Risk management is now top priority for audit committee members, considered
ahead of traditional accounting judgement and estimates and internal controls as
the credit crunch shows no sign of letting up and the economy grinds to a halt,
according to the yearly annual Audit Committee Member Survey conducted by
Audit Committee Institute (ACI).
The survey of almost 150 UK audit committee members of public companies, and
more than 1000 audit committee members globally, on their perspectives and
priorities for the year ahead, revealed less than half of audit committee
members, at 46%, were very satisfied that their company had an effective process
to identify the potentially significant business risks facing the company; and
even fewer, at only 38%, were very satisfied with the risk reports they received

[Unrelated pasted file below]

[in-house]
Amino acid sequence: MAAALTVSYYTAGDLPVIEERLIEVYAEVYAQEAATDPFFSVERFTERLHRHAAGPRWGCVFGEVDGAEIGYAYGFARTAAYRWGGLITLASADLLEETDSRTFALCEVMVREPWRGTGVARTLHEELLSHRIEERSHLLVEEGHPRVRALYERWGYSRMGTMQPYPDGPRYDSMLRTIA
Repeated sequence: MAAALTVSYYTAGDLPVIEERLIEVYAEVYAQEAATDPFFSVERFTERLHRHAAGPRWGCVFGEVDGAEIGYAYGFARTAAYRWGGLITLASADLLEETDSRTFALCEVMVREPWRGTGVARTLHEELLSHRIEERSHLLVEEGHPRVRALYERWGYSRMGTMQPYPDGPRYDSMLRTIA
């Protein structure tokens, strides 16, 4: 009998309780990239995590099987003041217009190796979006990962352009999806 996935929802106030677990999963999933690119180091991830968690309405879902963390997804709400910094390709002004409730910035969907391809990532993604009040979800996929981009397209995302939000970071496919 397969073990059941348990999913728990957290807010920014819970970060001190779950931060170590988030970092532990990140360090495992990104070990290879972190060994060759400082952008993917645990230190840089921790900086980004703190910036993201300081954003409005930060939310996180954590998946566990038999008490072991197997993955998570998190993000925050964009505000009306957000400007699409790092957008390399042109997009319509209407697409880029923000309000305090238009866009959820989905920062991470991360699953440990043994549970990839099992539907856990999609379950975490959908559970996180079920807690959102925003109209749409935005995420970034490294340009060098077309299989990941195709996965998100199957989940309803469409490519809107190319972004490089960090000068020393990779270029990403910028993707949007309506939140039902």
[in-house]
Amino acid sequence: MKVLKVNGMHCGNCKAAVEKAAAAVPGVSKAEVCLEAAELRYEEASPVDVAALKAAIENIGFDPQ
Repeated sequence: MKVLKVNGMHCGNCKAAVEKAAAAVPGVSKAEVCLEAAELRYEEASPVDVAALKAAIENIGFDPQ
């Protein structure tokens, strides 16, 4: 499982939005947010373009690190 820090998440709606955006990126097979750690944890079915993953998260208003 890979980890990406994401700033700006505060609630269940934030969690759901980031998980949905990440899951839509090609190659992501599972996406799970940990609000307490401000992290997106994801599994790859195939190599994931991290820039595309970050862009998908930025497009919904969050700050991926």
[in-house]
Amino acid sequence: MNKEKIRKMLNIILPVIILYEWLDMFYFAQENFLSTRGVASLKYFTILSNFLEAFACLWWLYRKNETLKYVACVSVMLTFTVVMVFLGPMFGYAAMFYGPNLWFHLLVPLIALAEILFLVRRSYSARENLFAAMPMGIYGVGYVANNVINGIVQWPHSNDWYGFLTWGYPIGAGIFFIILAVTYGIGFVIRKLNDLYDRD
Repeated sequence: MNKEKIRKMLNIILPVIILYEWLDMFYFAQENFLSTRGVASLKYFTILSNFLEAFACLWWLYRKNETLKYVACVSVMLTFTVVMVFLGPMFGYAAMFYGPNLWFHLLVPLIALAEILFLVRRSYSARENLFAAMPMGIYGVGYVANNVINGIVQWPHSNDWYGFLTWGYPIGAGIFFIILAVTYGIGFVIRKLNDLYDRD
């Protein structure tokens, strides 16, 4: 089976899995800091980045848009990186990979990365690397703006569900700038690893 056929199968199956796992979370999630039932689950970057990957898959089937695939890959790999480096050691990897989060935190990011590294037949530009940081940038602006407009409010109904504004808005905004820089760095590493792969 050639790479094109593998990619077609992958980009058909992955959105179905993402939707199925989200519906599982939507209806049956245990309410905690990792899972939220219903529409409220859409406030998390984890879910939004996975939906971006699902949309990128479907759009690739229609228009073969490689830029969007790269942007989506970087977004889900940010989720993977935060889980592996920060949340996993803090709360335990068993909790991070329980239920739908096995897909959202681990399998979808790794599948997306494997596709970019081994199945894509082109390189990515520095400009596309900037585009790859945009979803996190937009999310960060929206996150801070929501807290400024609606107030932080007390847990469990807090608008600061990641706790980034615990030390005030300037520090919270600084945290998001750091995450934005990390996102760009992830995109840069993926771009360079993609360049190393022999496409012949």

Tim Copnell, ACI head in the UK, said recession-related risks as well as the
quality of the company’s risk intelligence were two of the major oversight
concerns for audit committee members.
‘But there is also concern about the culture, tone, and incentives underlying
the company’s risk environment, with many saying the board and, or audit
committee needs to improve their effectiveness in addressing risks that may be
driven by the company’s incentive compensation structure,’ he said.
Carter Backer Winter has acquired Edwards Financial Services, expanding its financial planning department
New growth opportunities in Aberdeen, North East Scotland, are being invested in by Grant Thornton
Colin responds to the call for 'Darwinism' in accountancy
A new partner, Dermot Callinan, has joined Saffery Champness from KPMG where he was recently the head of the UK private client advisory team